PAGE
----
Exercising for Patients with Diabetes | Kodjoworkout

Exercising for Patients with Diabetes

diabetesThe American Diabetes Association predicts that 95% of patients who have diabetes have type 2 (the other 5% have either type 1 or type 1.5 diabetes). Roughly 80% of patients with type 2 diabetes can reduce, or even eliminate their dependency on insulin, by making lifestyle choices that promote weight loss. Despite this knowledge, many believe that people with diabetes should avoid strenuous workouts due to the risk of hypoglycemia (having low blood sugar levels). While hypoglycemia is always a risk, the benefits of exercising far outweigh this risk.

Tips for Diabetics who Work Out

Before starting any exercise program, it is important to meet with your doctor to discuss your weight loss goals. There are several health conditions that often accompany diabetes, so you need to make sure you are healthy enough for vigorous exercise programs. Your doctor can help you determine a range within which your blood sugar levels should be, pre and post your workout session. It is critical to avoid any type of exercise routine when your blood sugar levels are not within the range your doctor gave you; otherwise hypoglycemia is likely to occur.

As you start your exercises, here are a few tips to ensure you have a safe workout session:

  • Drink water: It is important for everyone to drink water while working out, to help rehydrate muscles. However, managing blood sugar levels can be much more difficult when you are dehydrated. It is especially important for people with diabetes to drink plenty of water before, during, and after their workout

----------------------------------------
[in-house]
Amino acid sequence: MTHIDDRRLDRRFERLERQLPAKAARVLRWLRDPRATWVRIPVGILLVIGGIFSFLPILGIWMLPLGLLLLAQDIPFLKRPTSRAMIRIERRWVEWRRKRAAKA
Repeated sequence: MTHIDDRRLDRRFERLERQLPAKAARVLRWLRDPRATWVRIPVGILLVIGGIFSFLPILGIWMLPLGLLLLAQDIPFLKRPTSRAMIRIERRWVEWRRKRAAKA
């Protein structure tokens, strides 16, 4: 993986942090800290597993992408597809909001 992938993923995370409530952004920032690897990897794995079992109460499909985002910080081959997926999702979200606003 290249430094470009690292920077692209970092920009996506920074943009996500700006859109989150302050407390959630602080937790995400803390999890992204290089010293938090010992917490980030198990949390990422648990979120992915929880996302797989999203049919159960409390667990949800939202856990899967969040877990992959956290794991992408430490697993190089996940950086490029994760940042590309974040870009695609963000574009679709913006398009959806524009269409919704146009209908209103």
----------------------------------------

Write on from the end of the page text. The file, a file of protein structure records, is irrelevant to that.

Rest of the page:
• Wear proper shoes and socks: While everyone needs to wear proper footwear, it is essentially important for patients with diabetes to do so. A common condition that goes with diabetes is neuropathy, which involves a loss of feeling to the feet. It is important to wear shoes that fit well and diabetic socks that don’t have seams to prevent blisters and sores from forming.
  • Take note of the temperature around you: Pay particular attention to the temperature where you are working out, as it can affect the way your body absorbs insulin. If it’s really hot, it is important to drink extra fluid to prevent dehydration.

Lastly, when you are a diabetic, it is extremely critical to carry a snack with you, should you feel your blood sugar levels are starting to drop. If this occurs, stop your workout immediately, and have your snack with a drink. Even if you are only a few minutes away from finishing your workout, you need to put your safety first! Wait until your blood sugar levels are back to the normal range your doctor prescribed, before continuing your workout session.

These tips should help with your weight loss goals and hopefully enable you to gradually reduce (or eliminate) your dependency on insulin.

About the author: Adam is a health nut and enjoys working out when he isn’t busy at work. He also helps provide diabetes information to those just learning about the disease. When he isn’t busy at work, he enjoys trying new healthy recipes and restaurants. 

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